c63d87b84b0f6d444b27419971cceb5f“They should make a postage stamp with him on it,” one guy told us at his wake. “I owe him everything,” said another. “He believed in me. He changed my life.” This is from a column in the December 4, 2015 issue of Commonweal magazine, entitled “Keeping the Books, Owen McGowan, RIP” by regular contributor Jo McGowan. These are words that were said about her father Owen, who died in August, and they reveal a moving tribute to a great man. I was particularly struck by the sentence, “He believed in me. He changed my life.” It reminded me of Jesus, the one we await this and every Advent.

Not long after reading the column, I opened an email from a friend who does the work of the saints – she teaches at an inner city elementary school. The email contained a link to a video that I present in this link. By the way, I can only share the link, I can’t get the video to embed. It will give you a pop up saying that if you are not signed into your TWC account, you can only view a limited number of videos; just click watch video and it will bring you to the site.) In any case, if you did not or could not watch the video, the story is about an after school mentoring program at the school where my friend works. My friend is Christine Hannan, and she is in the video. The program pairs adults with kids for five years, helping them to learn how to read. The story blew me away. Five years is a long time for a person to give, but imagine what that may yield! Not only does the child have help with reading, but the child also forms a powerful and consistent bond with an adult who is focused on them. In the end, I was reminded of the power of what happens when people believe in us.

If there was any doubt of God’s belief in humanity, the incarnation of Christ, born as a vulnerable infant in challenging circumstances should have clarified the obvious. However, many still struggle – whether they don’t believe that God believes in them, and in daily life, that no one believes in them.

In Advent we are called to this quiet waiting, and every year it can become more challenging. For example, consider this:

Two things immediately spring to mind, well – immediately after I shake the creepy Orwellian doom feeling out of myself. One is that our capacity as humans for waiting is at this point grows ever more culturally eliminated. The second is that it is no wonder so few people believe in God. Why bother when if you are in a position to have all the economic wherewithal to access the mighty drone wonder, who needs to pray? Pfffft! Jesus may be shoved aside by the brilliance of Jeff Bezos and his never ending desire to reinvent the world. That is not always a bad thing… but, just think about how his ingenuity can steal our attention from others – and from God. People worry about our president making himself into some all powerful king? No worries there, Bezos seems to move forth with that with almost no scrutiny. But I digress! I am not here to pick on a rich and powerful man who can fulfill your every dream. He can spur on the economy and fulfill your dreams very well –  long as you can pay, that is.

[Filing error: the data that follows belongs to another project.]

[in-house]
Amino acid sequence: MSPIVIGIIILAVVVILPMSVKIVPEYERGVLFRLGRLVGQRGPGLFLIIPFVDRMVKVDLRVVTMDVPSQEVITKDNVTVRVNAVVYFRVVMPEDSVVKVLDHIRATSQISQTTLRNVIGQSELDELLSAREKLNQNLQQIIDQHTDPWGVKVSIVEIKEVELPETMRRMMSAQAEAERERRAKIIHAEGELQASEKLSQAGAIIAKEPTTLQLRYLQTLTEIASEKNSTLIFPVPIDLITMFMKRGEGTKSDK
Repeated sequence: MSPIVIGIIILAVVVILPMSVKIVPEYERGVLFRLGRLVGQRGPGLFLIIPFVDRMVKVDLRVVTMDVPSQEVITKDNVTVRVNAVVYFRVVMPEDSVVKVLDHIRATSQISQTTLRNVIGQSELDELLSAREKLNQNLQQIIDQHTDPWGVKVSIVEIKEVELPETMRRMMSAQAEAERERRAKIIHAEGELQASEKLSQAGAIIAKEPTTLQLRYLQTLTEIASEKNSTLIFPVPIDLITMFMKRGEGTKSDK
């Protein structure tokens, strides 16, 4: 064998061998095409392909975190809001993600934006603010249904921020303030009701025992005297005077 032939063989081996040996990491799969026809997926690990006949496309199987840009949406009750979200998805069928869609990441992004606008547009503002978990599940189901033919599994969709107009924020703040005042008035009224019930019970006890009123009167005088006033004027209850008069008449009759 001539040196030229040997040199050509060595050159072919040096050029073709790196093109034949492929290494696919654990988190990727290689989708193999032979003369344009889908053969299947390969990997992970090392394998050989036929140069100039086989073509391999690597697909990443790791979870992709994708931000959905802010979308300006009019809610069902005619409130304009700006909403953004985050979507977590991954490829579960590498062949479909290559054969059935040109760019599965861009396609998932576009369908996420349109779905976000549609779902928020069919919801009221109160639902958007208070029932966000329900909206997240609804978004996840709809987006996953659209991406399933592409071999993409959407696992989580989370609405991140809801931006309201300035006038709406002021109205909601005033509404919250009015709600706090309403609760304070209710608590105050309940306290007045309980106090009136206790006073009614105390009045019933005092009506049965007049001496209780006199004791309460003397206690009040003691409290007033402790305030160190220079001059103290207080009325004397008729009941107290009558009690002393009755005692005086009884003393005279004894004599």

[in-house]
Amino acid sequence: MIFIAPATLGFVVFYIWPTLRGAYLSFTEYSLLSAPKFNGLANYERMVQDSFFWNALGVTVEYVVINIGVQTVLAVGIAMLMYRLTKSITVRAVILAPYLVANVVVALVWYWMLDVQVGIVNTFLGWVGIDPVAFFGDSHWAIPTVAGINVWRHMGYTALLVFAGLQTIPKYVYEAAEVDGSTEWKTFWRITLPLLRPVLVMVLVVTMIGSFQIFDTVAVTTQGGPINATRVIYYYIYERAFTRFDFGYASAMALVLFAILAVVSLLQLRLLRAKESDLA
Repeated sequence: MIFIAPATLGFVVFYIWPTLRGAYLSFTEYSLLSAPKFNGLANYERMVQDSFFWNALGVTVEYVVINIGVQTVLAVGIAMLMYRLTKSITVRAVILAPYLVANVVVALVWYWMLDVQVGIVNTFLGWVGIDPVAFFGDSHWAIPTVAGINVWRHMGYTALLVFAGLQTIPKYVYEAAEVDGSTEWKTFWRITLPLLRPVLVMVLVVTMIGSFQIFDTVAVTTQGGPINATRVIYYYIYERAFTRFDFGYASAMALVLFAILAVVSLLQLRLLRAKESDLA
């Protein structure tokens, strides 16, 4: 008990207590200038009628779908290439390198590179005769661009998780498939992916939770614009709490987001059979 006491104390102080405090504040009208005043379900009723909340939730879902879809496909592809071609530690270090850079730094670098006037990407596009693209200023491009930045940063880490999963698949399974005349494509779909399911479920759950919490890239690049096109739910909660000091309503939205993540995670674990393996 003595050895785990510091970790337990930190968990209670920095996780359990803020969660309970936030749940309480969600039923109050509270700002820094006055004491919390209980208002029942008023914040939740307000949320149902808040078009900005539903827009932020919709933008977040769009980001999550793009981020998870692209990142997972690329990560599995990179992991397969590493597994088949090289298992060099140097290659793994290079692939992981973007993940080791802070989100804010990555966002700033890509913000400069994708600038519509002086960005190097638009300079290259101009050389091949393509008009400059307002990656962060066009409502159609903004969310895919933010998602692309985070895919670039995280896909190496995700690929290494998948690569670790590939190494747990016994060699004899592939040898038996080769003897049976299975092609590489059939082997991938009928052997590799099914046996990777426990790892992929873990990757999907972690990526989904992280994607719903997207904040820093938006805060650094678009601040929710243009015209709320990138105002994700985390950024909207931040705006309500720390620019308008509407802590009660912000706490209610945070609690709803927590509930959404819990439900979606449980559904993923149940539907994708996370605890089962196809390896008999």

Anyway, my point being – if we can have our material goods delivered by drone, who needs to pray, when one can simply pay? Why wait, when immediacy is a click or two away? And why bother waiting for God who will soon appear as a baby, when due to your frustration boils over not being able to afford the goods or the cost of the drone flight? There are many barriers to God in the material world, but the material world is where we are, as we watch and wait for the very incarnation who wishes to join us here. Jesus comes into the world, illuminating the darkness. He does not to eliminate our every problem or pain, but he is here be one with us in it.

Whether or not you believe in God, God believes in you. Whether or not you believe in Jesus, Jesus believes in you. The act of believing, having faith and hope in another is a vital step on the pilgrimage of Advent, as well as the pilgrimage of life. With faith and hope in Christ Jesus in his one of his least powerful looking forms, as a child, we see a new light that guides us on new paths. We must find ways to twin waiting and belief, fueled always by the One who believes in us, and who in great mercy – waits for us, as we wait for him.

As we go forth today, maybe we can bring a little light into the darkness by doing what we learned about Owen McGowan doing in the first paragraph – believing in someone. Today, may we come to know more deeply, that someone believes in us.